Richard Wagner's Anti-Semitism
The question of what constitutes music has been a contentious point among musicologists throughout history. Today’s discussions tend to question if pieces like John Cage’s “4’33”, a whopping four and half minutes of silence, can be considered music. Discourse did not always revolve around harmless debates such as this, however. Richard Wagner considered one of the most influential composers thus far, once decreed that music created by Jews was in fact “not music”, as all music must be supported by a composer’s culture, which he asserted Jews did not have. This assertion was likely an innocuous façade for his belief that Jews were responsible for inhibiting Europe’s development. Wagner failed to reject the label and manipulation purported of the Jews at the time and fell victim to a stupefying hatred.
Wagner may have disguised his anti-Semitism with a pseudo-intellectual musical dogma, but a deeper look reveals the fact that he was simply extremely racist. In his 1850 essay Jewishness And Music, he attempts to deal with the “involuntary repellence” Germans held for the “nature and personality” of Jews. Involuntary repellence suggests something of genetic nature, which is a common anti-Semitic trope; many believed that Jews were genetically inferior and must be purged. This idea is significantly different from the one proposed earlier about Jewish culture. Wagner continues to reveal his true reasons for his musical assertion: Mosaic Magazine writes that Wagner described Jews as “foreign, legalistic, and usurious”. These are again typical stereotypes propagated by anti-Semites. Wagner accepted the xenophobic slander and recited it in his essay. A deeper look at Wagner’s Jewishness And Music essay exposes the specific propaganda that led him to his virulent conclusion.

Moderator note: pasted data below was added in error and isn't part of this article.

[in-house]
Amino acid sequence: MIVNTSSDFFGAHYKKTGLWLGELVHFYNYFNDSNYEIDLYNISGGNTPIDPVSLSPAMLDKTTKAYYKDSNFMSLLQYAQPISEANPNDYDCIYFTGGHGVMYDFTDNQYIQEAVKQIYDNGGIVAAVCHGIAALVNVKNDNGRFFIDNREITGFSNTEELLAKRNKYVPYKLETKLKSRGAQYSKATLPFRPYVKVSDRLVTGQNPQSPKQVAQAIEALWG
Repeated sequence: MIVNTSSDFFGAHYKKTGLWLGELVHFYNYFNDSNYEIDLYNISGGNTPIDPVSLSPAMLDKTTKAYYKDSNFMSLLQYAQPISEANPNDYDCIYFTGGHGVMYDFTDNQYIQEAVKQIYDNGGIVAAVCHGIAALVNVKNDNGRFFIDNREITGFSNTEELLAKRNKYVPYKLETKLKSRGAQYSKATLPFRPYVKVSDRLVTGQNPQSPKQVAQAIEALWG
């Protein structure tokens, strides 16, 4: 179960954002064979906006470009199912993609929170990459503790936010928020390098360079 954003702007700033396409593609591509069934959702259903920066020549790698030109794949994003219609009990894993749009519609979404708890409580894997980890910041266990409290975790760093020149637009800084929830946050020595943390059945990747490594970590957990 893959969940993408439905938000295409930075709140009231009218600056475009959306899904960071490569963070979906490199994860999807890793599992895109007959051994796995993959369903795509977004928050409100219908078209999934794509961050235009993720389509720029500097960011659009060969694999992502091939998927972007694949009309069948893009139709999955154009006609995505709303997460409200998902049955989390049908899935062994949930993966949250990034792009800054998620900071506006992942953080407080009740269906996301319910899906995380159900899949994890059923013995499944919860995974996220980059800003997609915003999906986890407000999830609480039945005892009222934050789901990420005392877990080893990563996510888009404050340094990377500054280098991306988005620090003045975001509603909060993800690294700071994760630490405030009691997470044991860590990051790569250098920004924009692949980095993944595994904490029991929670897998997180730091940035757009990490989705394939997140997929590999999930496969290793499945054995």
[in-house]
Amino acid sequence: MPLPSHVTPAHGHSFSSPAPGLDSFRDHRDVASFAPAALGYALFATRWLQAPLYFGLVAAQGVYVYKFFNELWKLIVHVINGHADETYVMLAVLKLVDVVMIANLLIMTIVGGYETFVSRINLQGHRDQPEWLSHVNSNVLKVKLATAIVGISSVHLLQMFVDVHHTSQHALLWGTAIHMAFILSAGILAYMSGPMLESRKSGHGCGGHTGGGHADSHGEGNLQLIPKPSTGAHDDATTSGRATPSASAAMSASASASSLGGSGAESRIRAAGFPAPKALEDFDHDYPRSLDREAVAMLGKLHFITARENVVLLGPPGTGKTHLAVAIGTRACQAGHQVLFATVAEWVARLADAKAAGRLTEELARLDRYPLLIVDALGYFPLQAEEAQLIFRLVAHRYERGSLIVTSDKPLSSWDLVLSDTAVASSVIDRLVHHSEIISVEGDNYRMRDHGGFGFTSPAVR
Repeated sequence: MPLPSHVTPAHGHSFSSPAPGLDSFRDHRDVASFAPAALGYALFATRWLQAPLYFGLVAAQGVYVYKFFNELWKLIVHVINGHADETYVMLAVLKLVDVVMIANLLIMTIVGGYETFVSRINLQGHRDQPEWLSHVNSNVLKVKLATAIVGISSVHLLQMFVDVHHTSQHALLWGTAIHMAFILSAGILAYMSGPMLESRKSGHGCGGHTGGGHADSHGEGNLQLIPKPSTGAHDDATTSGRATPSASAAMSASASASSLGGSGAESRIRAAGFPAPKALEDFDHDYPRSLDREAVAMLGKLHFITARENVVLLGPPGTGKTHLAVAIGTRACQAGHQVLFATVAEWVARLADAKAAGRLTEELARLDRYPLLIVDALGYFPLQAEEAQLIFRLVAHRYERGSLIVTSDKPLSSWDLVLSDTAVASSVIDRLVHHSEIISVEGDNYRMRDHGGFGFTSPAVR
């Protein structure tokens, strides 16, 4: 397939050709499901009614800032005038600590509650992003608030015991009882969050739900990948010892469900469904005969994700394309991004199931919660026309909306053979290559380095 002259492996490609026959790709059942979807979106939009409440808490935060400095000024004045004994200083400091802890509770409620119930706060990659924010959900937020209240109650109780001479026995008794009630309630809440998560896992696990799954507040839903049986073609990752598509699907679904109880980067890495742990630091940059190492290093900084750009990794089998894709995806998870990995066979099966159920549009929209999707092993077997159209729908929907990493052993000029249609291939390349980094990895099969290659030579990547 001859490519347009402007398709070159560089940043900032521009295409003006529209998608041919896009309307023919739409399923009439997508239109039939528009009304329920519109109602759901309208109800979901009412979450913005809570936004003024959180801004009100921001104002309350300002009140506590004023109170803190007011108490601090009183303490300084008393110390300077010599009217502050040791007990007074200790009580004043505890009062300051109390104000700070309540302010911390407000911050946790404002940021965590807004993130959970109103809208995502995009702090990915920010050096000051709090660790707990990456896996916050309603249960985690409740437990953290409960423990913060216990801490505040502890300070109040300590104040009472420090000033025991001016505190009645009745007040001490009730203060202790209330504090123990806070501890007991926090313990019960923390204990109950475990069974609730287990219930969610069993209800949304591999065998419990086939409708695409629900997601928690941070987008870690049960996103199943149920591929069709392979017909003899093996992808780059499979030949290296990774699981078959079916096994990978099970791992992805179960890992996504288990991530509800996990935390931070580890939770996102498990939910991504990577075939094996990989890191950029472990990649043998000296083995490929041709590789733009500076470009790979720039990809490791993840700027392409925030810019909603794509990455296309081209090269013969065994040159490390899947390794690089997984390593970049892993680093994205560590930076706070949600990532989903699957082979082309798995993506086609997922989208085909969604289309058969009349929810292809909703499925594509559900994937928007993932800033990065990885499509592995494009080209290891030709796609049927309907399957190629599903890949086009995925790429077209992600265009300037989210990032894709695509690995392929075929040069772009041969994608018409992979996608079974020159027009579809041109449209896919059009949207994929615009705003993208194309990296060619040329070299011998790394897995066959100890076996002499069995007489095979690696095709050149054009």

While Israel never officially banned Wagner’s music, they have understandably rejected and protested most prospective performances of it; his operas have never been performed in the state. It is worth noting, however, that this unofficial ban was not always commonly supported and was exacerbated by the events of World War II. Hitler used Wagner’s music extensively, furthering the music’s relationship with anti-Semitism. From then on, the performance of Wagner’s work has been of great controversy, though there is a fair split in opinion. The opposition to Wagner’s music has been the historically stronger side, evident in the shutdowns of prospective Wagner performances due to protests. The last significant performance attempt was at Tel Aviv in 2012, but as expected could not fare through the protest. On the other hand, there are many who are active proponents of Wagner’s music in Israel. An Israeli orchestra performed one of Wagner’s works in Germany, acknowledging that the composer’s views were intolerable but that it was important to separate art from the creator. This view reflects that of aestheticism, suggesting that art is not inextricable to its creator and must be viewed without prejudice. There is no objective way of asserting this view over any more political view and vice-versa, however. It is simply a matter of preference, and communities must come to their own conclusion.
Wagner acquired his anti-Semitic tendencies through the grapevine, moving on to imbue them into his music and writings. His essay criticizing Jews and Jewish music are rife with stereotypes and unsubstantiated claims. While Hitler’s reign escalated the Jewish opposition of Wagner’s music, it is still the product of a protest against those who instigated World War II and wrought its destruction. The current Israeli response to the debate on whether Wagner’s music is that of rejection, but as time heals the wounds of the past, forgiveness may allow the Wagnerian song to sound once more.